Oh and do you mind if the student sutures your only facial laceration.

I sutured lots of facial lacerations as a student so I said it was okay.  He somewhat clumsily set up the suture tray, injected local and put in a few stitches.  I noticed that rather than instrument tying he was hand tying each knot.  We chatted while he was doing all this.  He was from Victoria like me but we went to different high schools (a generation or so apart).  The ER doc came back and asked if I wanted something for pain.  I said I preferred Percocet over Tylenol 3 and I found a rare ER doc with a triplicate pad, so I got a prescription for 30 and 5 tablets to go.  My wife got my car from parking and picked me up in front of the ER and she drove me home.

Because of the swelling I was told to sleep with my head elevated she set me up on the couch in my office with lots of sheets and towels to keep the blood off.  I didn’t sleep.  Too wired, too worried about the intracranial bleed I was sure I had.  I keep on telling myself, you had CT of your brain, everything is okay.  I had Percocet but was scared to take it.  Eventually around 0600 I went back to my own bed and slept on a couple of pillows until about 0900 or so when my wife woke me because it was time to go back to the ER.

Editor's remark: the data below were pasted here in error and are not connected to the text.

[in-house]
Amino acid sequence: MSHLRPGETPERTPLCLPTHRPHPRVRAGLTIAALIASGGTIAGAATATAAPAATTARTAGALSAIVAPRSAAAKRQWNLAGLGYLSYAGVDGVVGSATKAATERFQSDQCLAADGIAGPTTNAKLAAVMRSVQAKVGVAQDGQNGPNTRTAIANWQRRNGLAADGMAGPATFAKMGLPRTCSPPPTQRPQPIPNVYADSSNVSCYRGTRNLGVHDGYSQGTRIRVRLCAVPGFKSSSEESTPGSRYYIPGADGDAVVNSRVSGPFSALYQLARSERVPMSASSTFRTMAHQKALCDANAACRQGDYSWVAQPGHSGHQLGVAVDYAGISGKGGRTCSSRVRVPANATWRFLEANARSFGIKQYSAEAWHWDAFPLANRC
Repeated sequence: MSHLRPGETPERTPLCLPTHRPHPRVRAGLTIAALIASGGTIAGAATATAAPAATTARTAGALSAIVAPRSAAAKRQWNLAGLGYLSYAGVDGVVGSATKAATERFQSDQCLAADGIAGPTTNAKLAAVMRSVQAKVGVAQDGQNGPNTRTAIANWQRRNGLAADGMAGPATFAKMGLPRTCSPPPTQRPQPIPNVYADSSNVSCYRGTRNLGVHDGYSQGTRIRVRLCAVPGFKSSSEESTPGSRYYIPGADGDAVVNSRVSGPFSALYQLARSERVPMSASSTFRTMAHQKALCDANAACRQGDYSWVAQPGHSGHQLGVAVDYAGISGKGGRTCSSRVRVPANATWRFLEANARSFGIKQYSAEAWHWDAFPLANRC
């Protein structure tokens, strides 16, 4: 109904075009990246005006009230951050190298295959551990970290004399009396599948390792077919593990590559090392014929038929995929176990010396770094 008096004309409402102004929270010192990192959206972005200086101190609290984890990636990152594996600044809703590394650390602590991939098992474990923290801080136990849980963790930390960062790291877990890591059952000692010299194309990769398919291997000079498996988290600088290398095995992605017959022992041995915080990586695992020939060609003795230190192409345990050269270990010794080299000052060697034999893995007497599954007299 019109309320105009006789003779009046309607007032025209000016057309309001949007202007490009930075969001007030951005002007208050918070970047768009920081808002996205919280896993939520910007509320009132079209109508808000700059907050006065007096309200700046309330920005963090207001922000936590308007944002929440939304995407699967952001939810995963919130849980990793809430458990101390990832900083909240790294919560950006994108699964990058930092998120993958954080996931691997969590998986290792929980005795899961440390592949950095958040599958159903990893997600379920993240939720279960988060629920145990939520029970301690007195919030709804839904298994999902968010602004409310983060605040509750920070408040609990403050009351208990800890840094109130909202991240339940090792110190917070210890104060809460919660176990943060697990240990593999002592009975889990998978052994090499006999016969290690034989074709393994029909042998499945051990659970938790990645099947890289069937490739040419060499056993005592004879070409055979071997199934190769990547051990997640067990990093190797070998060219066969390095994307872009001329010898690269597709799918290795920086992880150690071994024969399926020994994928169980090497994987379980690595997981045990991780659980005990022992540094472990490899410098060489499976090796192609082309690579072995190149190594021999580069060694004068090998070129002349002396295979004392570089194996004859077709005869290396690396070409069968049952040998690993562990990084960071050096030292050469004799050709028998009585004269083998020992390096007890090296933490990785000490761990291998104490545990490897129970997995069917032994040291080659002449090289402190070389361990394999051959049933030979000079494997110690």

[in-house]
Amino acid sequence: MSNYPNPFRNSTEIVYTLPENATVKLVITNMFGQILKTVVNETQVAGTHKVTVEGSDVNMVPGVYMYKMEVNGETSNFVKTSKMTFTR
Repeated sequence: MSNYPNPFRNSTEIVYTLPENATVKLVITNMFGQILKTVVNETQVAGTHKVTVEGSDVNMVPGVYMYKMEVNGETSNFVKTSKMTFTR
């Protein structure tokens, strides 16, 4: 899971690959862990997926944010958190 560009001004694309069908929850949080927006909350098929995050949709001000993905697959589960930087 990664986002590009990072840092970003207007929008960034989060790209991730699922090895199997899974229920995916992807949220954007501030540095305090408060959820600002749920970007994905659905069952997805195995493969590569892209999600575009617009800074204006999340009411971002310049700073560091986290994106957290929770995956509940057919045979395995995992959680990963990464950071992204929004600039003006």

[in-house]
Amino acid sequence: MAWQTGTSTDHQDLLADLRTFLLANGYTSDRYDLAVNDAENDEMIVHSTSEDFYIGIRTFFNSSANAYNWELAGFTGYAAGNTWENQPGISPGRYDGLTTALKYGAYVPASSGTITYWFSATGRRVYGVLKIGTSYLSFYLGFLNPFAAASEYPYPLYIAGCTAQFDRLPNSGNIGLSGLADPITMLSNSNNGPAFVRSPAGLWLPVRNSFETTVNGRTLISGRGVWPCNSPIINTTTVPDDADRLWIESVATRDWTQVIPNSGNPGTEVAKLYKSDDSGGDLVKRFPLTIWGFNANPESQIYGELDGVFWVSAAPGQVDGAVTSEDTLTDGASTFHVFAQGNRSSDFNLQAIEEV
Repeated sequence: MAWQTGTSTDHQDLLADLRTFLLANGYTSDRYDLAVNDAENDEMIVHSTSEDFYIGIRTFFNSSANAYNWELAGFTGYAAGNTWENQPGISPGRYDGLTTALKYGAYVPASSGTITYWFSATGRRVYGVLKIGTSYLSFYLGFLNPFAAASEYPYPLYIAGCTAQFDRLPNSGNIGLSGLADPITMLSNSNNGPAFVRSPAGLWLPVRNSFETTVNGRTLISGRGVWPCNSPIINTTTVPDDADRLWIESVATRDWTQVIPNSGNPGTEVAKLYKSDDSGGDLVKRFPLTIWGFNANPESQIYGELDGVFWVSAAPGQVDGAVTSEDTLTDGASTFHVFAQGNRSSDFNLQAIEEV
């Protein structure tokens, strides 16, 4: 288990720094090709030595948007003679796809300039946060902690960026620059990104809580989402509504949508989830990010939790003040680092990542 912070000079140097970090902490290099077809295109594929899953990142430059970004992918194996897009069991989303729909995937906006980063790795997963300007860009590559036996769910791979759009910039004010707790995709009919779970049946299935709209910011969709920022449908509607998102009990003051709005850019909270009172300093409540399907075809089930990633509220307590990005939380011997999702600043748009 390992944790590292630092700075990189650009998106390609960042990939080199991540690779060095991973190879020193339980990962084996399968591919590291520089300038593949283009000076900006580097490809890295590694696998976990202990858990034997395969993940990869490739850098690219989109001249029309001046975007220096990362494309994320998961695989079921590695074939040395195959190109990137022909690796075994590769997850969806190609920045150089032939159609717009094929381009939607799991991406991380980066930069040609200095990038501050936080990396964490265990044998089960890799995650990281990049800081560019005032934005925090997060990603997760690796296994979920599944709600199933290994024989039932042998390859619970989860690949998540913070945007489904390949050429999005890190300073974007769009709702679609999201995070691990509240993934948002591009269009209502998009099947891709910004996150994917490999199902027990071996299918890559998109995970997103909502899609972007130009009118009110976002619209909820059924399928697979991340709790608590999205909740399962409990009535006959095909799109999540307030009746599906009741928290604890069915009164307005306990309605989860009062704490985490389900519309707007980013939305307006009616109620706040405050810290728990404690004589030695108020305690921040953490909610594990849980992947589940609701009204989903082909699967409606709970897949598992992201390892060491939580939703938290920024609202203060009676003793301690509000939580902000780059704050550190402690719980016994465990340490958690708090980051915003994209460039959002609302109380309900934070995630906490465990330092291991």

We checked into the ER again and told them that we were meeting plastics.  We were directed back to the waiting room.  This was quite full and the only seat was next to a disheveled “gentleman” stinking of cigarettes and possibly alcohol.  At one point he bought a cellophane wrapped sandwich and tossed the wrapper on the floor.  A burly man sitting kitty corner to us wearing a Boston Bruins ball cap yelled at him to pick it up and I thought I was going to have a ringside seat to an ER fight.  Infrequently, people were summoned into the ER to be seen.  To be honest most of them didn’t look very sick.  It was sickest people who seemed to be ignored including the young lady moaning and holding her abdomen.  

After about an hour a junior plastics resident came down to see me.  He did a more thorough exam than the ER did.  He looked somewhat unimpressed at my sutures from the last night.  He said he would talk to his chief resident.  Back to the waiting room where more or less the same crowd were still sitting there.  A couple of hours later I met a more senior resident who told me that I would be admitted to hospital for surgery the next day but could go home over night on a pass.  I was told to wait to see the chief resident, who came down later with the staff surgeon.  I was quite relieved to see the staff surgeon.  I had worked a lot with him when I worked at the centre of excellence.  He explained that I had quite bad facial fractures and what he would do to me.  He said that he could do my case in his elective time the following Wednesday but recommended that we try to get it done over the weekend on call.